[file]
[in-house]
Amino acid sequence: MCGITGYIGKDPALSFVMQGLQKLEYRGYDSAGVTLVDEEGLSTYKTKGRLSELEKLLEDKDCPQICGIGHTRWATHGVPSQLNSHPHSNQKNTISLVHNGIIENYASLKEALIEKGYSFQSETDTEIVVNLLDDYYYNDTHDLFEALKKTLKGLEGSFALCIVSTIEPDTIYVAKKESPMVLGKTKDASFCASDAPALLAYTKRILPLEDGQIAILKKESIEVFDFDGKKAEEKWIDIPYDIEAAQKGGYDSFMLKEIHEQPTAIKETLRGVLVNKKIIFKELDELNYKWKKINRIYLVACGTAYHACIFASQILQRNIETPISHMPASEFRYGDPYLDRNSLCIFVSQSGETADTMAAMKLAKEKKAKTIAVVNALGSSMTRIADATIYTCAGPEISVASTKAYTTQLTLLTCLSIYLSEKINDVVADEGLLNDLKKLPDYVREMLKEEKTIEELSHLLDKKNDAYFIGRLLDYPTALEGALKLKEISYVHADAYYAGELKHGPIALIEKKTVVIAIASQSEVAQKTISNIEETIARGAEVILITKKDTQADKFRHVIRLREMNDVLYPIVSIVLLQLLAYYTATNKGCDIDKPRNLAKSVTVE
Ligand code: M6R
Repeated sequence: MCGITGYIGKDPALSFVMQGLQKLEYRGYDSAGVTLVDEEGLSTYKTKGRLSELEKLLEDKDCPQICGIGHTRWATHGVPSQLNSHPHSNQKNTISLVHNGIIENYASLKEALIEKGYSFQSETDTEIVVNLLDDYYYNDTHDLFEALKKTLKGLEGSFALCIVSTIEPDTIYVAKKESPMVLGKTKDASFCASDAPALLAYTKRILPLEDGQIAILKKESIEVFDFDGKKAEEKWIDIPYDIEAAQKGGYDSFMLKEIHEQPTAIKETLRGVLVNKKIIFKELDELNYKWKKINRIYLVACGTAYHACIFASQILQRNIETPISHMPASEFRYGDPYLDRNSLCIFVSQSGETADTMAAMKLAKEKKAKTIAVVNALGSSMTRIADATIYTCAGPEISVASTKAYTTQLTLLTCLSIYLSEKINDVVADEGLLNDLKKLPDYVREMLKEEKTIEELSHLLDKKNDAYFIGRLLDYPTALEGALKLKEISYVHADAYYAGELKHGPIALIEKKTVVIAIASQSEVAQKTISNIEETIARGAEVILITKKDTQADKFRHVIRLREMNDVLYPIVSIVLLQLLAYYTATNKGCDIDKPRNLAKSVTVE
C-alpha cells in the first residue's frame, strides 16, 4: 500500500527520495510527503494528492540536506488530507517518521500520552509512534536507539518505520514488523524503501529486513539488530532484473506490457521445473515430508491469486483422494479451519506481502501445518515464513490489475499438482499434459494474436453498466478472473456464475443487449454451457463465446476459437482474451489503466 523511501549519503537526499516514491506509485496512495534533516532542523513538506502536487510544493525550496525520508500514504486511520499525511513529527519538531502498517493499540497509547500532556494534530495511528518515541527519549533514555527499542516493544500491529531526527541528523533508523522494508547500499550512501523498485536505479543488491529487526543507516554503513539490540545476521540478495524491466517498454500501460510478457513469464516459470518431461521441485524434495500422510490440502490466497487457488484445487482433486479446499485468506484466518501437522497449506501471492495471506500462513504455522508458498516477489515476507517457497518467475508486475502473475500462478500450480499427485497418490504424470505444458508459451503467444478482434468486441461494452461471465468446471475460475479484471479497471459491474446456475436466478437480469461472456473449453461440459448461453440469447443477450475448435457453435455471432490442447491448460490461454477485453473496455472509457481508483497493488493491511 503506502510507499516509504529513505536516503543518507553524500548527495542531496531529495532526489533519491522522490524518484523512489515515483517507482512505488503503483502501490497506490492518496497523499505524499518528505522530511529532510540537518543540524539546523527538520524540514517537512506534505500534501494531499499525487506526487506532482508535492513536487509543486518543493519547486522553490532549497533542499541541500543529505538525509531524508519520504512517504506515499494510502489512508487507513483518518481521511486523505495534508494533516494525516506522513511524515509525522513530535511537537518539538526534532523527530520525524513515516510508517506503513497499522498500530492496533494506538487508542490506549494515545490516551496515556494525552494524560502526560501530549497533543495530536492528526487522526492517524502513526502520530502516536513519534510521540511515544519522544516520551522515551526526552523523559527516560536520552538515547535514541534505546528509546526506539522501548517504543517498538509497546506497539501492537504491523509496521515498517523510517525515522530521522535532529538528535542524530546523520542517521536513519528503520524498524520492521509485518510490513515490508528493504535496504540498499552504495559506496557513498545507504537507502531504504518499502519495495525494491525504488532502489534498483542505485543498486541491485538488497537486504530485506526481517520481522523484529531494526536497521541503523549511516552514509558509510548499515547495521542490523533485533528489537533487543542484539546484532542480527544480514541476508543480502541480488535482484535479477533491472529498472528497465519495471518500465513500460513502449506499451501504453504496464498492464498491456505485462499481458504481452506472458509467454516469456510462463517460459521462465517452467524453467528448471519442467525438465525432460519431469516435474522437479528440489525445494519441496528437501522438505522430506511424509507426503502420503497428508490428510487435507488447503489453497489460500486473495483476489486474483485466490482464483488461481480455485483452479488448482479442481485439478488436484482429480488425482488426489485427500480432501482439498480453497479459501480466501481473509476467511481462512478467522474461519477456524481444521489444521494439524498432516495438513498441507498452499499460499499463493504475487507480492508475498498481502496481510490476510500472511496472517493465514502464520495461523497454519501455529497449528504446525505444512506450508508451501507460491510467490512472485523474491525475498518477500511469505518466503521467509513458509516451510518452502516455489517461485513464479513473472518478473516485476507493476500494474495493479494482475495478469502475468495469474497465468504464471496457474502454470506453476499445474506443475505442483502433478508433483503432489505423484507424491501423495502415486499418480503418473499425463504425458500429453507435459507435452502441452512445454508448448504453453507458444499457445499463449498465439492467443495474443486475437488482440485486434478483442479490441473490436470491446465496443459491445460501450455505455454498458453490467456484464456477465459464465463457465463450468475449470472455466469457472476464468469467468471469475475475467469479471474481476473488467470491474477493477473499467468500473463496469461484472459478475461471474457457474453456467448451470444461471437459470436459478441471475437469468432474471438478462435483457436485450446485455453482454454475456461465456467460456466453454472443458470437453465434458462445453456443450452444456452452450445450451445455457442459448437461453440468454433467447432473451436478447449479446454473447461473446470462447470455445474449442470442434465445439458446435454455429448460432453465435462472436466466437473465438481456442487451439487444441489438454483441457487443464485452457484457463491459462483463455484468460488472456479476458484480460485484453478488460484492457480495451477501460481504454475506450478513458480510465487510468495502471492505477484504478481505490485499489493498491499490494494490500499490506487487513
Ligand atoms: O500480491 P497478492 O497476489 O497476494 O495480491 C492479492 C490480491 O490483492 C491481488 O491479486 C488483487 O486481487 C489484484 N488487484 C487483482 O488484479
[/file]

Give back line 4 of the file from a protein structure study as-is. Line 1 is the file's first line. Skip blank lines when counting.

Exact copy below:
Repeated sequence: MCGITGYIGKDPALSFVMQGLQKLEYRGYDSAGVTLVDEEGLSTYKTKGRLSELEKLLEDKDCPQICGIGHTRWATHGVPSQLNSHPHSNQKNTISLVHNGIIENYASLKEALIEKGYSFQSETDTEIVVNLLDDYYYNDTHDLFEALKKTLKGLEGSFALCIVSTIEPDTIYVAKKESPMVLGKTKDASFCASDAPALLAYTKRILPLEDGQIAILKKESIEVFDFDGKKAEEKWIDIPYDIEAAQKGGYDSFMLKEIHEQPTAIKETLRGVLVNKKIIFKELDELNYKWKKINRIYLVACGTAYHACIFASQILQRNIETPISHMPASEFRYGDPYLDRNSLCIFVSQSGETADTMAAMKLAKEKKAKTIAVVNALGSSMTRIADATIYTCAGPEISVASTKAYTTQLTLLTCLSIYLSEKINDVVADEGLLNDLKKLPDYVREMLKEEKTIEELSHLLDKKNDAYFIGRLLDYPTALEGALKLKEISYVHADAYYAGELKHGPIALIEKKTVVIAIASQSEVAQKTISNIEETIARGAEVILITKKDTQADKFRHVIRLREMNDVLYPIVSIVLLQLLAYYTATNKGCDIDKPRNLAKSVTVE